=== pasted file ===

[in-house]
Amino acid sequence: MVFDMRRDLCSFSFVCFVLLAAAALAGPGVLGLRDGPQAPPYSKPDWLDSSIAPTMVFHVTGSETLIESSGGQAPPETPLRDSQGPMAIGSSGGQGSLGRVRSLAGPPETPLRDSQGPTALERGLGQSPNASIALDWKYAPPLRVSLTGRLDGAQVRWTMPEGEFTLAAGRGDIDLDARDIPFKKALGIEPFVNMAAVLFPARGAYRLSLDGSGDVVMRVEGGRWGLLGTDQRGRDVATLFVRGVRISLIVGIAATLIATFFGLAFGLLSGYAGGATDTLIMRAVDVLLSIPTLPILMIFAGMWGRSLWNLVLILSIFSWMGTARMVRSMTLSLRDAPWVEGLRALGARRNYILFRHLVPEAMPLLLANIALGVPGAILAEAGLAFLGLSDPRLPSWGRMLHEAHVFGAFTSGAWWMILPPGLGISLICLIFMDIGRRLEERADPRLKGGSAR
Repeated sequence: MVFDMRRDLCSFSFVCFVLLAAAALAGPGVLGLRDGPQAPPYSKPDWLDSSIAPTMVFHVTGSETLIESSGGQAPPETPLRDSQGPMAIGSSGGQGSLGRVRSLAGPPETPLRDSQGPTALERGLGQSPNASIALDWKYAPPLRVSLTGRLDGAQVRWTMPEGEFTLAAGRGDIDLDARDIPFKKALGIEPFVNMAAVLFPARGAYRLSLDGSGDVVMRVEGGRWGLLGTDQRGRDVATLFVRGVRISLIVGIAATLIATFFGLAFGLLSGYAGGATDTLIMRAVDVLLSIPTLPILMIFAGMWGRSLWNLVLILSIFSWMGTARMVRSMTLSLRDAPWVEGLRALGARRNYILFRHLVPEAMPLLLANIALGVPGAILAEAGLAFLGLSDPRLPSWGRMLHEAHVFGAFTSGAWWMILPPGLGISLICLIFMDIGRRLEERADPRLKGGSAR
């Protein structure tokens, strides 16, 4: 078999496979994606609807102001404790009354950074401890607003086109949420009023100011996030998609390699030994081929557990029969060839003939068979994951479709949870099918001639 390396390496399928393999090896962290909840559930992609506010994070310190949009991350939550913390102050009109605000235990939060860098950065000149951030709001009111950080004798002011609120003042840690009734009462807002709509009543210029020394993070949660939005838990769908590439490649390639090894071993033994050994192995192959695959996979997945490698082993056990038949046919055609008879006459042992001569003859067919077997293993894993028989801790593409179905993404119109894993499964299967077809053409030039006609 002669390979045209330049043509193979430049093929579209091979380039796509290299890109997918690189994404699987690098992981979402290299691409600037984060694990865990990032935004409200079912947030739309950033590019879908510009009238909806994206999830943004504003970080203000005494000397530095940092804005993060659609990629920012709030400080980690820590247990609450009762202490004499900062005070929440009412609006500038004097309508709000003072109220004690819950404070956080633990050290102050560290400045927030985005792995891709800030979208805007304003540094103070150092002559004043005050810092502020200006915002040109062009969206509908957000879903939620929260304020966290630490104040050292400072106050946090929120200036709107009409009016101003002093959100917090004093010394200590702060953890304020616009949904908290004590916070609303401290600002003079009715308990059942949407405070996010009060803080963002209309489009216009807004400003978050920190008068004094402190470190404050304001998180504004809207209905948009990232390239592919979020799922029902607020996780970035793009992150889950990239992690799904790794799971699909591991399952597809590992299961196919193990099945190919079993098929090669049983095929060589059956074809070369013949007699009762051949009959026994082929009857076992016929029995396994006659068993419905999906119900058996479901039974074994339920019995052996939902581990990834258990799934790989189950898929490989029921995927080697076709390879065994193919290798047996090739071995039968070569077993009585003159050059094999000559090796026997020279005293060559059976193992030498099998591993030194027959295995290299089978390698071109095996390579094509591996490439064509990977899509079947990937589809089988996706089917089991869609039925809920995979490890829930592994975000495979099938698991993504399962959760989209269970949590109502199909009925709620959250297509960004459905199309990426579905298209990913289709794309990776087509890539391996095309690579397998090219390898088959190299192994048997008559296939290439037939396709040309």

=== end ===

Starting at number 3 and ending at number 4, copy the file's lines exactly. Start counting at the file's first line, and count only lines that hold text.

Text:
Repeated sequence: MVFDMRRDLCSFSFVCFVLLAAAALAGPGVLGLRDGPQAPPYSKPDWLDSSIAPTMVFHVTGSETLIESSGGQAPPETPLRDSQGPMAIGSSGGQGSLGRVRSLAGPPETPLRDSQGPTALERGLGQSPNASIALDWKYAPPLRVSLTGRLDGAQVRWTMPEGEFTLAAGRGDIDLDARDIPFKKALGIEPFVNMAAVLFPARGAYRLSLDGSGDVVMRVEGGRWGLLGTDQRGRDVATLFVRGVRISLIVGIAATLIATFFGLAFGLLSGYAGGATDTLIMRAVDVLLSIPTLPILMIFAGMWGRSLWNLVLILSIFSWMGTARMVRSMTLSLRDAPWVEGLRALGARRNYILFRHLVPEAMPLLLANIALGVPGAILAEAGLAFLGLSDPRLPSWGRMLHEAHVFGAFTSGAWWMILPPGLGISLICLIFMDIGRRLEERADPRLKGGSAR
């Protein structure tokens, strides 16, 4: 078999496979994606609807102001404790009354950074401890607003086109949420009023100011996030998609390699030994081929557990029969060839003939068979994951479709949870099918001639 390396390496399928393999090896962290909840559930992609506010994070310190949009991350939550913390102050009109605000235990939060860098950065000149951030709001009111950080004798002011609120003042840690009734009462807002709509009543210029020394993070949660939005838990769908590439490649390639090894071993033994050994192995192959695959996979997945490698082993056990038949046919055609008879006459042992001569003859067919077997293993894993028989801790593409179905993404119109894993499964299967077809053409030039006609 002669390979045209330049043509193979430049093929579209091979380039796509290299890109997918690189994404699987690098992981979402290299691409600037984060694990865990990032935004409200079912947030739309950033590019879908510009009238909806994206999830943004504003970080203000005494000397530095940092804005993060659609990629920012709030400080980690820590247990609450009762202490004499900062005070929440009412609006500038004097309508709000003072109220004690819950404070956080633990050290102050560290400045927030985005792995891709800030979208805007304003540094103070150092002559004043005050810092502020200006915002040109062009969206509908957000879903939620929260304020966290630490104040050292400072106050946090929120200036709107009409009016101003002093959100917090004093010394200590702060953890304020616009949904908290004590916070609303401290600002003079009715308990059942949407405070996010009060803080963002209309489009216009807004400003978050920190008068004094402190470190404050304001998180504004809207209905948009990232390239592919979020799922029902607020996780970035793009992150889950990239992690799904790794799971699909591991399952597809590992299961196919193990099945190919079993098929090669049983095929060589059956074809070369013949007699009762051949009959026994082929009857076992016929029995396994006659068993419905999906119900058996479901039974074994339920019995052996939902581990990834258990799934790989189950898929490989029921995927080697076709390879065994193919290798047996090739071995039968070569077993009585003159050059094999000559090796026997020279005293060559059976193992030498099998591993030194027959295995290299089978390698071109095996390579094509591996490439064509990977899509079947990937589809089988996706089917089991869609039925809920995979490890829930592994975000495979099938698991993504399962959760989209269970949590109502199909009925709620959250297509960004459905199309990426579905298209990913289709794309990776087509890539391996095309690579397998090219390898088959190299192994048997008559296939290439037939396709040309």